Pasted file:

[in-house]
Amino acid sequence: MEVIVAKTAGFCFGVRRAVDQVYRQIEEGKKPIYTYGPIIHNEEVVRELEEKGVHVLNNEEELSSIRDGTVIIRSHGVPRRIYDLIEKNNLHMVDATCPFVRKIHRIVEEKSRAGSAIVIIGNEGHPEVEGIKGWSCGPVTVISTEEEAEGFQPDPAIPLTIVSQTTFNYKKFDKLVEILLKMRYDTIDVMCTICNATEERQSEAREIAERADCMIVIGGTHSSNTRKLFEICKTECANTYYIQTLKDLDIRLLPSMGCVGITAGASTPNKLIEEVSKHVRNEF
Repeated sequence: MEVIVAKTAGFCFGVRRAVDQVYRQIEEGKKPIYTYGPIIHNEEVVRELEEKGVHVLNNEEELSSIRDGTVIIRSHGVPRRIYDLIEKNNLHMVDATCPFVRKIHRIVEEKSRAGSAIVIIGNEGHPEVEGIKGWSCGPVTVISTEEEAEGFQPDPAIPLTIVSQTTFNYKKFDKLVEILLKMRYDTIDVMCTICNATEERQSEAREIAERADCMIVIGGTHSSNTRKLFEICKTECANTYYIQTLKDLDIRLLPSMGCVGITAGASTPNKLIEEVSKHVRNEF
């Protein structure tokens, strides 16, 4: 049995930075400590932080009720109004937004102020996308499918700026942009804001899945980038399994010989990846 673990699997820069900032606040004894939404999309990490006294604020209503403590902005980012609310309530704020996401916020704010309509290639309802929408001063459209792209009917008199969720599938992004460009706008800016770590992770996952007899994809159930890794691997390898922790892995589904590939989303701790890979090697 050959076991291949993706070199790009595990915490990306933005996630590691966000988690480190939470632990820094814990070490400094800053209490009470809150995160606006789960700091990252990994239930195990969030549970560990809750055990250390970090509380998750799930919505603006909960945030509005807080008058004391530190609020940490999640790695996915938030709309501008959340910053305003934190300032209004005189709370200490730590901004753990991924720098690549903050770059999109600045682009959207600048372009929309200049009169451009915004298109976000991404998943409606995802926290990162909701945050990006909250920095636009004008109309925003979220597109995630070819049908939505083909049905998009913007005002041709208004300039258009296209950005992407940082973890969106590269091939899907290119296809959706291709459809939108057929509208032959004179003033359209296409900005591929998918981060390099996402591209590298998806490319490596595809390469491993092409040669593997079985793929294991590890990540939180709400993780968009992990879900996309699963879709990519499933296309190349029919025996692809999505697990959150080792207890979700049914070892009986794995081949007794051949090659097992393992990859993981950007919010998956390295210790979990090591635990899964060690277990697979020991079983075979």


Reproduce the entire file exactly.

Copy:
[in-house]
Amino acid sequence: MEVIVAKTAGFCFGVRRAVDQVYRQIEEGKKPIYTYGPIIHNEEVVRELEEKGVHVLNNEEELSSIRDGTVIIRSHGVPRRIYDLIEKNNLHMVDATCPFVRKIHRIVEEKSRAGSAIVIIGNEGHPEVEGIKGWSCGPVTVISTEEEAEGFQPDPAIPLTIVSQTTFNYKKFDKLVEILLKMRYDTIDVMCTICNATEERQSEAREIAERADCMIVIGGTHSSNTRKLFEICKTECANTYYIQTLKDLDIRLLPSMGCVGITAGASTPNKLIEEVSKHVRNEF
Repeated sequence: MEVIVAKTAGFCFGVRRAVDQVYRQIEEGKKPIYTYGPIIHNEEVVRELEEKGVHVLNNEEELSSIRDGTVIIRSHGVPRRIYDLIEKNNLHMVDATCPFVRKIHRIVEEKSRAGSAIVIIGNEGHPEVEGIKGWSCGPVTVISTEEEAEGFQPDPAIPLTIVSQTTFNYKKFDKLVEILLKMRYDTIDVMCTICNATEERQSEAREIAERADCMIVIGGTHSSNTRKLFEICKTECANTYYIQTLKDLDIRLLPSMGCVGITAGASTPNKLIEEVSKHVRNEF
């Protein structure tokens, strides 16, 4: 049995930075400590932080009720109004937004102020996308499918700026942009804001899945980038399994010989990846 673990699997820069900032606040004894939404999309990490006294604020209503403590902005980012609310309530704020996401916020704010309509290639309802929408001063459209792209009917008199969720599938992004460009706008800016770590992770996952007899994809159930890794691997390898922790892995589904590939989303701790890979090697 050959076991291949993706070199790009595990915490990306933005996630590691966000988690480190939470632990820094814990070490400094800053209490009470809150995160606006789960700091990252990994239930195990969030549970560990809750055990250390970090509380998750799930919505603006909960945030509005807080008058004391530190609020940490999640790695996915938030709309501008959340910053305003934190300032209004005189709370200490730590901004753990991924720098690549903050770059999109600045682009959207600048372009929309200049009169451009915004298109976000991404998943409606995802926290990162909701945050990006909250920095636009004008109309925003979220597109995630070819049908939505083909049905998009913007005002041709208004300039258009296209950005992407940082973890969106590269091939899907290119296809959706291709459809939108057929509208032959004179003033359209296409900005591929998918981060390099996402591209590298998806490319490596595809390469491993092409040669593997079985793929294991590890990540939180709400993780968009992990879900996309699963879709990519499933296309190349029919025996692809999505697990959150080792207890979700049914070892009986794995081949007794051949090659097992393992990859993981950007919010998956390295210790979990090591635990899964060690277990697979020991079983075979």